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Heat creates stress on cattle

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Recent high temperatures have resulted in a drop in milk production on dairy farms. 

Board Chairman for the Michigan Milk Producers Association Doug Chapin is a dairyman himself. He said farmers are seeing a drop in milk production. 

“Without a doubt. I have heard farms down three to five percent,” Chapin said. 

Chapin said cows are similar to people when it comes to heat. It causes them to get tired and eat less, which hinders milk production. 

“Normal summer doesn’t bother the cows too much, but when you get heat indexes over 90, that is a stress on cattle.”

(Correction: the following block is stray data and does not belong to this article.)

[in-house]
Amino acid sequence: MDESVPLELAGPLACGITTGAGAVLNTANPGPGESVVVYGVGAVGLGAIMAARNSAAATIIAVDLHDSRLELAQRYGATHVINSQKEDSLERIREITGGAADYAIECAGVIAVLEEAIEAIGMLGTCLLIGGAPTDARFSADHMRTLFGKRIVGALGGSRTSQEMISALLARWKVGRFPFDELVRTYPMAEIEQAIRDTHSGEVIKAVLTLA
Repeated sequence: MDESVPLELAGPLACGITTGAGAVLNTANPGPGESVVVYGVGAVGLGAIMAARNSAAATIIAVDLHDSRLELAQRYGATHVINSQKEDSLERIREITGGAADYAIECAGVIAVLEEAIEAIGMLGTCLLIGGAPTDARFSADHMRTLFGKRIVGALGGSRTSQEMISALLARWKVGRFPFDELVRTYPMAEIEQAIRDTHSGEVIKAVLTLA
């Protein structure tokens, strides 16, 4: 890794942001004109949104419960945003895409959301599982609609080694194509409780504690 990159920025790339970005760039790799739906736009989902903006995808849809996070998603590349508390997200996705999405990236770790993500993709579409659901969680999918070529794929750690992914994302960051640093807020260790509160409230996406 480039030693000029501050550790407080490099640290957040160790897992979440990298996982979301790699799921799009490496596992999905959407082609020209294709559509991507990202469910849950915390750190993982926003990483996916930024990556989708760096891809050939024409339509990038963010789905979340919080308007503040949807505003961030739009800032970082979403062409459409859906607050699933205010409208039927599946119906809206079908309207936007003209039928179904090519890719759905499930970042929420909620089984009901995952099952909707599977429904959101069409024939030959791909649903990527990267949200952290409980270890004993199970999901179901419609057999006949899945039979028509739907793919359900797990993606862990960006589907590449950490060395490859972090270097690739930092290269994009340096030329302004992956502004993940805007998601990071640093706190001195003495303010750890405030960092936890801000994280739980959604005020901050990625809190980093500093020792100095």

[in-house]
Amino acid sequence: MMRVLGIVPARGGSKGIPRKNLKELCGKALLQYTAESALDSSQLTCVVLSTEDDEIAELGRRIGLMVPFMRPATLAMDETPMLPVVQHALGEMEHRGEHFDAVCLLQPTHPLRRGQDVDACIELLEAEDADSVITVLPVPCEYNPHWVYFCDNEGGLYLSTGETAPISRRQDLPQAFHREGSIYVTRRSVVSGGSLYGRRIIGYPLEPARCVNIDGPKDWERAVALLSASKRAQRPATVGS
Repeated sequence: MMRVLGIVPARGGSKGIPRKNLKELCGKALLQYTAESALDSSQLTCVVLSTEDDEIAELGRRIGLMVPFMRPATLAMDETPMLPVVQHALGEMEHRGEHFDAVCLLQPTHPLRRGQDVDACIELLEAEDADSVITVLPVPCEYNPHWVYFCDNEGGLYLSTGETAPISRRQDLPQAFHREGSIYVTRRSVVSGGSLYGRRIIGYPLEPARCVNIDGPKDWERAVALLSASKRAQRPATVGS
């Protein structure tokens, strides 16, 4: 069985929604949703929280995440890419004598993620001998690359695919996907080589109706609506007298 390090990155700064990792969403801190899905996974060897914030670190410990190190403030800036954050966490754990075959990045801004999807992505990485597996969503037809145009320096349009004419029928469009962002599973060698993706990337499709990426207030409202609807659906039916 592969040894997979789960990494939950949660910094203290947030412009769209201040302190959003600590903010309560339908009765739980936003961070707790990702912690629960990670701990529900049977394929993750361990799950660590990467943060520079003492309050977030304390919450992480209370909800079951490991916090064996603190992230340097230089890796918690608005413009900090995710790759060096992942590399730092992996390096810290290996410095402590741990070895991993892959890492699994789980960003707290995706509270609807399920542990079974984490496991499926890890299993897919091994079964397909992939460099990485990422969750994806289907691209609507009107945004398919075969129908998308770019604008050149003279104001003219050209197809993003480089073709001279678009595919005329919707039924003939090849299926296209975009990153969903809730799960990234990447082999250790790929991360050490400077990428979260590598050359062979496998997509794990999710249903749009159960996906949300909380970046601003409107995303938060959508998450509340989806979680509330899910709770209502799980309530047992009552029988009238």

He said many dairy farmers use fans, sprinklers and misters to help keep the cows cool. The type of barn also plays a role in how cows respond to heat. 

“Shade and airflow are important,” Chapin said. “The difference can be how much airflow they get and heat mitigation practices farmers take.”

Chapin said not all farmers have seen a drop in production, including himself, but with the heat expected to continue, that could change. 

“Sooner or later (cows) are going to start dropping in milk production. The longer it stays hot, the more milk you’ll lose.” 

“It turns into a stress on the cows and then into a stress on employees,” Chapin said. 

He said moderate temperatures and rain are needed to help alleviate stress on the cows.